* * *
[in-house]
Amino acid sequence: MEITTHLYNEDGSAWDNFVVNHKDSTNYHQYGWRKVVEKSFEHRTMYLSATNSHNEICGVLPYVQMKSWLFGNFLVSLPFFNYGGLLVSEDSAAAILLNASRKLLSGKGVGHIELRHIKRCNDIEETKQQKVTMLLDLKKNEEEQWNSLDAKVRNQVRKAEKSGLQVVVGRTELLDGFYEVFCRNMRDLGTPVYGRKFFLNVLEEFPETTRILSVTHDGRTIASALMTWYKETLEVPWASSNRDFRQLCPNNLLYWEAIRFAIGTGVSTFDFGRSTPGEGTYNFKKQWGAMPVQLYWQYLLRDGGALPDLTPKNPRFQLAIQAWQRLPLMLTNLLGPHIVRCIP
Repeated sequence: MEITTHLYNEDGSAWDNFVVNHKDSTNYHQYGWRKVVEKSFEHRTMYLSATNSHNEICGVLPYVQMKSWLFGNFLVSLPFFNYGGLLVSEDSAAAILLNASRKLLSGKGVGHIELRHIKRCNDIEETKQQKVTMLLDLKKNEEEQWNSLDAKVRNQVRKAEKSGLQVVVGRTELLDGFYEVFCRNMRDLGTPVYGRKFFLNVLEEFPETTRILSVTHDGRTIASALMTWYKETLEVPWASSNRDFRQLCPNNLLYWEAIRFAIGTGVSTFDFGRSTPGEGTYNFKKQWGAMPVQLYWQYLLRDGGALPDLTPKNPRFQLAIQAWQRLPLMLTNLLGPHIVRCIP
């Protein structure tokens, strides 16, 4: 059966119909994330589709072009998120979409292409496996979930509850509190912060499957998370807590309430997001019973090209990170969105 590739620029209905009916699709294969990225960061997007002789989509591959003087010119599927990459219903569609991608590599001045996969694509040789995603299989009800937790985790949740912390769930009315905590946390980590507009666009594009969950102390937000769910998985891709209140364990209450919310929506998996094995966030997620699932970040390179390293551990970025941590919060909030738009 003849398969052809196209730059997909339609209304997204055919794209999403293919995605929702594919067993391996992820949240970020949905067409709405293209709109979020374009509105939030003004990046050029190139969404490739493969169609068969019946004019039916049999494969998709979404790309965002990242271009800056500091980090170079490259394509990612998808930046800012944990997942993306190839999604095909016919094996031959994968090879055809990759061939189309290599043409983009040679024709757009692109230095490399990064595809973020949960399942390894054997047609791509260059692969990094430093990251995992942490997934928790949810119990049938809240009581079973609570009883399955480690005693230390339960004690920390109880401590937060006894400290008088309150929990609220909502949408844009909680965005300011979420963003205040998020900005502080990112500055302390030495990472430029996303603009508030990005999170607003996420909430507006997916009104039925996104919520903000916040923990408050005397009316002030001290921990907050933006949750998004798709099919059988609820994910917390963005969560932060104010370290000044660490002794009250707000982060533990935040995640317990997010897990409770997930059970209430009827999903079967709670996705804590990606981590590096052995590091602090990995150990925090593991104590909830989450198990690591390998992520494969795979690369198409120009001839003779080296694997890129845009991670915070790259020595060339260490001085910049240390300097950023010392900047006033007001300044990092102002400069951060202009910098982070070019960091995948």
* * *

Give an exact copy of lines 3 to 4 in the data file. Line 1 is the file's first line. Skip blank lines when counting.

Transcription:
Repeated sequence: MEITTHLYNEDGSAWDNFVVNHKDSTNYHQYGWRKVVEKSFEHRTMYLSATNSHNEICGVLPYVQMKSWLFGNFLVSLPFFNYGGLLVSEDSAAAILLNASRKLLSGKGVGHIELRHIKRCNDIEETKQQKVTMLLDLKKNEEEQWNSLDAKVRNQVRKAEKSGLQVVVGRTELLDGFYEVFCRNMRDLGTPVYGRKFFLNVLEEFPETTRILSVTHDGRTIASALMTWYKETLEVPWASSNRDFRQLCPNNLLYWEAIRFAIGTGVSTFDFGRSTPGEGTYNFKKQWGAMPVQLYWQYLLRDGGALPDLTPKNPRFQLAIQAWQRLPLMLTNLLGPHIVRCIP
């Protein structure tokens, strides 16, 4: 059966119909994330589709072009998120979409292409496996979930509850509190912060499957998370807590309430997001019973090209990170969105 590739620029209905009916699709294969990225960061997007002789989509591959003087010119599927990459219903569609991608590599001045996969694509040789995603299989009800937790985790949740912390769930009315905590946390980590507009666009594009969950102390937000769910998985891709209140364990209450919310929506998996094995966030997620699932970040390179390293551990970025941590919060909030738009 003849398969052809196209730059997909339609209304997204055919794209999403293919995605929702594919067993391996992820949240970020949905067409709405293209709109979020374009509105939030003004990046050029190139969404490739493969169609068969019946004019039916049999494969998709979404790309965002990242271009800056500091980090170079490259394509990612998808930046800012944990997942993306190839999604095909016919094996031959994968090879055809990759061939189309290599043409983009040679024709757009692109230095490399990064595809973020949960399942390894054997047609791509260059692969990094430093990251995992942490997934928790949810119990049938809240009581079973609570009883399955480690005693230390339960004690920390109880401590937060006894400290008088309150929990609220909502949408844009909680965005300011979420963003205040998020900005502080990112500055302390030495990472430029996303603009508030990005999170607003996420909430507006997916009104039925996104919520903000916040923990408050005397009316002030001290921990907050933006949750998004798709099919059988609820994910917390963005969560932060104010370290000044660490002794009250707000982060533990935040995640317990997010897990409770997930059970209430009827999903079967709670996705804590990606981590590096052995590091602090990995150990925090593991104590909830989450198990690591390998992520494969795979690369198409120009001839003779080296694997890129845009991670915070790259020595060339260490001085910049240390300097950023010392900047006033007001300044990092102002400069951060202009910098982070070019960091995948």